New procedure helping patients with failing heart valves

Defective valves are one of the most common causes of heart failure in the elderly. While surgery helps some, for others it's just too risky. Now, there's a new, less invasive solution.

Retired meat cutter Will Neighbors is still plenty sharp. When he was diagnosed with a failing heart valve, he knew he was in trouble.

Will Neighbors, had heart valve replaced, explains how much the failing heart valve affected his life, "I just couldn't really do anything. I couldn't much more than walk across the floor, and then I just had to labor to do that."

Due to his age and medical history, surgery wasn't possible. At Duke University, Will was offered a new less invasive option. A stent valve delivered on a catheter through a groin artery to the heart.

J. Kevin Harrison, MD, Professor of Medicine, Director of the Cardiac Catheterization Laboratories Duke University, explains how the process is different then other surgeries, "Rather than removing the valve this catheter-based system is a stent that opens and pushes the old scarred valve out of the way."

The new valve slides in to immediately replace the old one, and restores normal function.

Neighbors describes the difference it made for him, "Every time a nurse came by I'd snatch them little gizmos off her neck and listen to my heart, how smooth it was, and before it was just raggedy as anything you ever seen or heard."

Now, Will is feeling stronger, and feistier with every step. "My great great grandpa lived to be 114. I'm shooting for that number.”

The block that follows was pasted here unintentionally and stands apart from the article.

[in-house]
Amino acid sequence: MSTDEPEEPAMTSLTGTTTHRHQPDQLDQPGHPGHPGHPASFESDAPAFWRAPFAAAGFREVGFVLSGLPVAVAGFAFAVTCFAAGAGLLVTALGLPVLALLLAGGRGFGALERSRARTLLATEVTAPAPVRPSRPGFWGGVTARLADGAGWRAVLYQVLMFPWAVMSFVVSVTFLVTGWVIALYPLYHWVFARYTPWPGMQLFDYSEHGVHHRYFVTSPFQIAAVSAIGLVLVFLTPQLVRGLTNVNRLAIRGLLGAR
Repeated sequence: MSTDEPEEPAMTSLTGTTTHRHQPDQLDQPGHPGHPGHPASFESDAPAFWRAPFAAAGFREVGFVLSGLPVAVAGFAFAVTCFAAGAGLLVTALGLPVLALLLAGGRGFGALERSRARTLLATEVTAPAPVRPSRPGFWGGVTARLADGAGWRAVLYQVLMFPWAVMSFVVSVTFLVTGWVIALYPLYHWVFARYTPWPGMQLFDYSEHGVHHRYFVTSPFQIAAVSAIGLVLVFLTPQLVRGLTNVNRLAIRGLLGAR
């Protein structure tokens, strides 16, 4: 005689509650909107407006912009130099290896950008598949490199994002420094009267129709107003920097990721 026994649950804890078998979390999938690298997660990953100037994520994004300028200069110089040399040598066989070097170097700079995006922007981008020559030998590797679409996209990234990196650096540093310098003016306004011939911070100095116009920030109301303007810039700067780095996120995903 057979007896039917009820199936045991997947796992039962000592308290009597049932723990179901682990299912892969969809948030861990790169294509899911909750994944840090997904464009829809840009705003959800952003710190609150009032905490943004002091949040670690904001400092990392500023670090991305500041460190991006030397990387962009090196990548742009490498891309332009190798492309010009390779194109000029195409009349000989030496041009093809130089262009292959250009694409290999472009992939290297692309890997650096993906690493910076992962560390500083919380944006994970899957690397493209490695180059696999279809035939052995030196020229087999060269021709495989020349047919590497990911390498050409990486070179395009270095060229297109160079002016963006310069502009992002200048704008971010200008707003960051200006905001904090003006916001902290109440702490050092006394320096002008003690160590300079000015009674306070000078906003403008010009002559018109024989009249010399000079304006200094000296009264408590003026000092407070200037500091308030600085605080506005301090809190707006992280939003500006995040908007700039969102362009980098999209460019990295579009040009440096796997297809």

With humor and a new heart valve anything's possible.

Duke is one of several sites around the US testing a stent valve in patients who are at high risk of complications from open heart surgery.

Patients who have the stent valve procedure are typically home within a few days.



BACKGROUND: Defective heart valves are one of the most common causes of heart failure in the elderly. A defective heart valve is one that fails to open and close fully. A valve also may not be able to close completely, leading to regurgitation (blood leaking back through the valve). Usually people who have congenital heart valve defects may need treatment with drugs, but some have to undergo surgery. Surgery is not recommended for patients who are older or have other medical conditions (Source:

TRADITIONAL TREATMENT: A median sternotomy is a type of surgical procedure in which a vertical inline incision is made along the sternum, after which the sternum itself is divided, or "cracked". Breaking the sternum provides access to the heart and lungs for surgical procedures such as heart transplants and corrective surgery for defects including heart valve repair and heart valve replacement operations. ( Source:

A LESS INVASIVE SOLUTION: Duke cardiologists can replace an old valve with a new pig valve delivered on the end of a catheter through a groin artery to the heart. Doctor J. Kevin Harrison explains how the new valve works. "It's put in through a less traumatic surgery. We still make a small incision but it's in the groin area to expose the artery and then the valve is inserted through a catheter. The catheter is larger than standard heart catheterization catheters, it's about as big as the end of my pinky, and it goes through the blood vessels in the leg or through a blood vessel in the arm. It's positioned across the abnormal valve. Rather than removing the valve, this catheter based valve is a stent that opens and pushes the old scarred valve out of the way. The minute that it pushes the old scarred valve out of the way, it has a valve sewn within the stent, which is really pig valve, similar to those surgeons have been using for years." (Source: Interview with Ivanhoe Broadcast News)

J. Kevin Harrison MD
Professor of Medicine
Director of the Cardiac Catheterization Laboratories
Duke University Medical Center
(919) 681-3763 (Suzi Maloney)

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